Showing little faith in her constituents – or realistically assessing her deserts – she fears:

“If Mr Corbyn wins we will be a party where people like me are hunted out and no longer welcome”. And ends:

“There is no value in basking in the glow of principled opinion. When the Labour leadership and wider party stop believing their own hype . . . we can get this show back on the road”.


Lesley Docksey, on the other hand, speaks as one who recently joined the Labour Party; she is mystified by the fact that none of the mainstream Labour MPs seemed to take on board the fact that Corbyn has never sought power; he seeks power for the people, the poor and helpless, the disenfranchised . . .

What is important are the values and vision that he has connected people to. If it is not too over-the-top, she writes, he has become the hillside down which we are all tumbling towards some kind of unity and people-power.

She has also been puzzled by the inability of so many Labour MPs to understand that the party, which they think they run, is actually made up of members who all have the right to speak and many of whom are following the vision that Corbyn has offered.

She – and others – believe that whatever the outcome of this turmoil, Corbyn’s election has been a beneficial ‘watershed’ moment in British political history.



jc brighton 2

As over 6000 people flock to Corbyn’s Leeds meeting and Brighton saw a full house yesterday, we reflect on a message from a Hall Green reader, who writes: David Blanchflower is now turning on Corbyn. Murphy did earlier.

Blanchflower: bow to the markets, “the bond and equity markets would eat JC for lunch”.

David Blanchflower was never really ‘on board’. He writes: “I was not a Corbynista. the new Labour leaders are not economists and are going to have to learn fast: and in cororate=pleasing vein: “They will have to accept the realities of capitalism and modern markets, like it or not.”

Ethics? Principles? Election is the only thing that matters

He continued saying that three-quarters of Corbyn’s MPs, who doubt his leadership qualities, rightly passed an overwhelming vote of no confidence against him: “He should have quit. He doesn’t have enough MPs who support him to be able to form a complete shadow cabinet. Incidentally, if there were even the slightest prospect that he could become prime minister, the bond and equity markets would eat him for lunch”.

Is the lobbyist for Pfizer and Amgen (clouded reputations) a better candidate?

Blanchflower, with the markets’ blessing, thinks so: “This is why I am supporting Owen Smith as the only leader who can prevent a disaster. He has the support of enough MPs to form a credible opposition”.

Richard Murphy: leaving with grace and truthno obeisance to market forces here

“Whatever Labour’s pragmatic need might be it must be infused with a new sense of idealism. If not it is wasting its time and those fighting its internal wars will end up with the prize of perpetual irrelevance . . .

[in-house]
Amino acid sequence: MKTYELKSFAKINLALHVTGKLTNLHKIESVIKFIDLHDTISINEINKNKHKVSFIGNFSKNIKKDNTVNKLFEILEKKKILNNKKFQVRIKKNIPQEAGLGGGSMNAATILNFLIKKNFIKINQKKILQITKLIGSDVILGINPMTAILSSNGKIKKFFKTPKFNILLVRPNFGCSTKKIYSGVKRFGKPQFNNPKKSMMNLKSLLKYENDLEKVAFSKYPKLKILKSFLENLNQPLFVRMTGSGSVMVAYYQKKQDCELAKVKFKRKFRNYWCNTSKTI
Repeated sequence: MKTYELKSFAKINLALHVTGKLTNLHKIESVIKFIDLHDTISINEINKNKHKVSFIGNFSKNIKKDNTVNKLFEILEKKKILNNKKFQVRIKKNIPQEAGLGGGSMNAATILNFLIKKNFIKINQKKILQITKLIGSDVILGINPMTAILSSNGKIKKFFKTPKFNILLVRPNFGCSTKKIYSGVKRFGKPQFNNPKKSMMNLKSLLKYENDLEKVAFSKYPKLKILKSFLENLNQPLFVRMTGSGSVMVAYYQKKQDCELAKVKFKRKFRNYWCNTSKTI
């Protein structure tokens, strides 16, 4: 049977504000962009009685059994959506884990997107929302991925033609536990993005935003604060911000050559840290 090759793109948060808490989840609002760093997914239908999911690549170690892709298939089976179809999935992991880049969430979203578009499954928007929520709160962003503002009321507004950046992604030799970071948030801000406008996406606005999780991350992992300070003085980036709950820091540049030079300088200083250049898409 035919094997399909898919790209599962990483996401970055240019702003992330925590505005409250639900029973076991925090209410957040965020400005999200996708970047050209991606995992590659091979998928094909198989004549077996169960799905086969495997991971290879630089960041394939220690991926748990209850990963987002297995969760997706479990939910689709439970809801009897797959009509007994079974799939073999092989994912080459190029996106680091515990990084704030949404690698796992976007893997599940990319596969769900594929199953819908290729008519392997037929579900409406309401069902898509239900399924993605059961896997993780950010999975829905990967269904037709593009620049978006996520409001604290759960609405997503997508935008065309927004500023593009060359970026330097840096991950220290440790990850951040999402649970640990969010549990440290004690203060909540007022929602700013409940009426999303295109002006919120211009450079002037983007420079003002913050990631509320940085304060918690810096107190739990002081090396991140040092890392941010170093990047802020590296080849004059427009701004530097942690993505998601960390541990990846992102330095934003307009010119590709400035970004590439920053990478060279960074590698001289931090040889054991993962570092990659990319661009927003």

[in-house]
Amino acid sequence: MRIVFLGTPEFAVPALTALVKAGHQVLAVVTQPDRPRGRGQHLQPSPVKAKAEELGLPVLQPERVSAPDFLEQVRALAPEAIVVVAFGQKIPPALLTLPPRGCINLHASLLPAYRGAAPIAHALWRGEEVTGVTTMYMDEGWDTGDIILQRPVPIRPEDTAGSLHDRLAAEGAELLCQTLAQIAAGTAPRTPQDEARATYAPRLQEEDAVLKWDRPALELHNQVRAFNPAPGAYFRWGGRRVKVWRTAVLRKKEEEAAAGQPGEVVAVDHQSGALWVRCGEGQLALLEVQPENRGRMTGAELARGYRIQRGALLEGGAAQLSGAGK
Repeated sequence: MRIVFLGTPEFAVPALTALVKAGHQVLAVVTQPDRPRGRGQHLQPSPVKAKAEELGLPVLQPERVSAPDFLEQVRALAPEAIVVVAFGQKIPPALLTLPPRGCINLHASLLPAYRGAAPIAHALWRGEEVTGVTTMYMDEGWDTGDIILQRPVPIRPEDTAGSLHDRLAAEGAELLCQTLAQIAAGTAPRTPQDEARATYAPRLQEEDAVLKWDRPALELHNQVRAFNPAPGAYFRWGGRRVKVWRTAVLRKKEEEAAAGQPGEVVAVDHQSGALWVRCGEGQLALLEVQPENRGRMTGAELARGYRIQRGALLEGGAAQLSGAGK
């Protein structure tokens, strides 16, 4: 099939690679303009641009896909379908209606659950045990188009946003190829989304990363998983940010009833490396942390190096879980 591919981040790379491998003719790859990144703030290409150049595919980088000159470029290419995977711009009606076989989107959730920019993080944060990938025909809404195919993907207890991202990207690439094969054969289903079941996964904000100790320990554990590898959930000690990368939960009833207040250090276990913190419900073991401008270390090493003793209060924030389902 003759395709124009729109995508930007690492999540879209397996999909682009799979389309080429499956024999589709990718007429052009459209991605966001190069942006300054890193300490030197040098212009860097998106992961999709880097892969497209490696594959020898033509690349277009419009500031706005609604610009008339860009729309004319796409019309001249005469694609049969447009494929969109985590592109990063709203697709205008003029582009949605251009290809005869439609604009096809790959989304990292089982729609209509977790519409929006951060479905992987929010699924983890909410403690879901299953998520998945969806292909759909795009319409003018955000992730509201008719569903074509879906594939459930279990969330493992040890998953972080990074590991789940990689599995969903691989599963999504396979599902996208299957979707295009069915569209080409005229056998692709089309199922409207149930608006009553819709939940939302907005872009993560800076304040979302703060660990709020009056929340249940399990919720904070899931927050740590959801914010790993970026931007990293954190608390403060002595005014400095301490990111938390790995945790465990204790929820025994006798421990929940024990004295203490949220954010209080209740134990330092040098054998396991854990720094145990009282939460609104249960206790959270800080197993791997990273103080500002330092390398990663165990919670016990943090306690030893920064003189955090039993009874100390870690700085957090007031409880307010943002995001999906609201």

“In whatever the roles that I have, as economist, tax campaigner, chartered accountant or dad, it was clear that Labour offered “austerity light” at that 2015 election . . .

“And no wonder so many who were seeking real difference rallied to support Corbyn and his distinctly different approach to politics. It’s not clause IV socialism. But nor is it the pro-market fundamentalism coupled to the myth of choice that had dominated the offerings of both parties for decades. Corbyn seemed like a breath of fresh air to many.

“Labour has to be an opposition. It must have a substantially different approach to the Conservatives. It must embrace the counter-cyclical investment that is so desperately needed at present . . .

“In the process it would put finance and big business in its proper place, where it is treated as very significant, but not the real power in the land.

“It must say that it welcomes migration if those who come are willing to embrace the UK as their home. Learning English, offering a skill and being willing to work where work is needed can be and should be the conditions of seeking to live in this country. Migration would be a contract, not a right, refugees and asylum status apart. Norway has done this; so should we.

“The party also has to say that outside the EU it would have the ability to create a long-term vision for a sustainable future, using (if necessary) the power of the Bank of England to create money to invest for the long term at a time when interest rates are (and are likely to remain) exceptionally low – invest in housing, business, sustainable energy and (perhaps most of all) people, who should have a right to debt-free education”.

The three commentators looked at essentials, unimpressed by the headlines focussing on Jamie Oliver, the Budget’s impact on Irn Bru – or Jeremy Corbyn’s clothing. Pandering to the latter obsession we note Jeremy outshining Boris (below).

corbyn boris shake hands